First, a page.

Community-based and hospital-social collaboration service for hidden substance abusers and their carers

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Authors (including presenting author) :
Ip CK, Chan F, Sheung WH, Ng WS, Chan KP
Affiliation :
Department of Psychiatry, North District Hospital, Hong Kong.
Introduction :
Most of the substance abusers are living in the community, but the health challenges have been increased in recent 10 years in view of increasing “hidden” years of receiving treatment and the shift on the use of illicit substances to psychotropic drugs. Community-based with hospital-social collaboration is important to tackle on this issue. Therefore a program called “Tap the hidden, Tap your talent” sponsored by Beat Drugs Fund of Narcotics Division was implemented from 8/2015 – 7/2018 in Tai Po and North District in Hong Kong.
Objectives :
 To identify and engage hidden substance abusers for treatment  To stabilize the physical and mental conditions of hidden substance abusers  To strength the motivation and success in the detox journey  To relieve carer stress for family members of hidden substance abusers
Methodology :
The program was based on the integrated and case management model with the framework of “early engagement, early assessment and early treatment”. Upon receiving referral, psychiatric nurse and peer specialist would conduct outreach assessment to hidden substance abusers, focusing on the physical, psychosocial and impact on substance use. Referral to psychiatrist for those clients who needed pharmacological interventions and more intensive service would be done then. Ongoing care focusing on the stabilization on physical and mental conditions, addiction counseling and enhancement on daytime engagement would be done with close collaboration with community resources. Supportive work in the aspects of enhancing knowledge on caring of substance abusers and resolving familial conflicts will also be performed towards distressed family members.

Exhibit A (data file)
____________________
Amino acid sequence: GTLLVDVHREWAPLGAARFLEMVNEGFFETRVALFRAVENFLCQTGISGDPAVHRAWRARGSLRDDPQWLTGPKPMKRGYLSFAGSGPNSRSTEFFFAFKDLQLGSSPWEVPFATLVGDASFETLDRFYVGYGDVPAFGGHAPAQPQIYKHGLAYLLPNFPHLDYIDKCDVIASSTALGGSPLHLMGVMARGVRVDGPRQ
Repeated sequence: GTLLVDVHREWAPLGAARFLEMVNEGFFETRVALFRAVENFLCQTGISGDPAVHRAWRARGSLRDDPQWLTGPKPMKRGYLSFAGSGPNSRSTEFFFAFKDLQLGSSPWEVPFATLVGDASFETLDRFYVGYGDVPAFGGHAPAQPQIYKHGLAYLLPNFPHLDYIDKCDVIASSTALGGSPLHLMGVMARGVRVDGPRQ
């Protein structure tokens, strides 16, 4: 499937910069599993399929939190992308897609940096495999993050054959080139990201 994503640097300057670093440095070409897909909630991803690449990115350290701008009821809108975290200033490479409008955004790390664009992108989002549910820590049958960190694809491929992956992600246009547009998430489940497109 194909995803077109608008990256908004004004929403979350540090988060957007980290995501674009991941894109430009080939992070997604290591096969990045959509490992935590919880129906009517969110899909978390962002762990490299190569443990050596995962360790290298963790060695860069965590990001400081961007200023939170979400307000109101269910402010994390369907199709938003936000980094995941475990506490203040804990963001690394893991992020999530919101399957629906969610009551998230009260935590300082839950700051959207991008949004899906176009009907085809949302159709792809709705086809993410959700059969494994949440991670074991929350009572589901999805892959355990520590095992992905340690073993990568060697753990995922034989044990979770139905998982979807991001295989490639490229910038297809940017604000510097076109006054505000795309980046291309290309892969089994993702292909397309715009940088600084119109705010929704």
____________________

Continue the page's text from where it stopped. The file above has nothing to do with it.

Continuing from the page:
Result & Outcome :
216 substances abusers and 116 carers were recruited for the program. 47.9% of them abused methamphetamine and 25.6% of them are poly-substance abusers. Outcome assessments on the level of psychiatric comorbidity, level of social functioning, the motivation on quitting the use of substances as well as the frequency use of substances have been done. 72.7% of them reduced or quitted the use of substances after finishing the program and over 70% of them showed improvement in other outcome measures. Statistically significant improvements (p< 0.01) have been noted in all outcome measures among the participants In conclusion, this service model can help for better engagement, assessment and treatment for the substance abusers and their carers.

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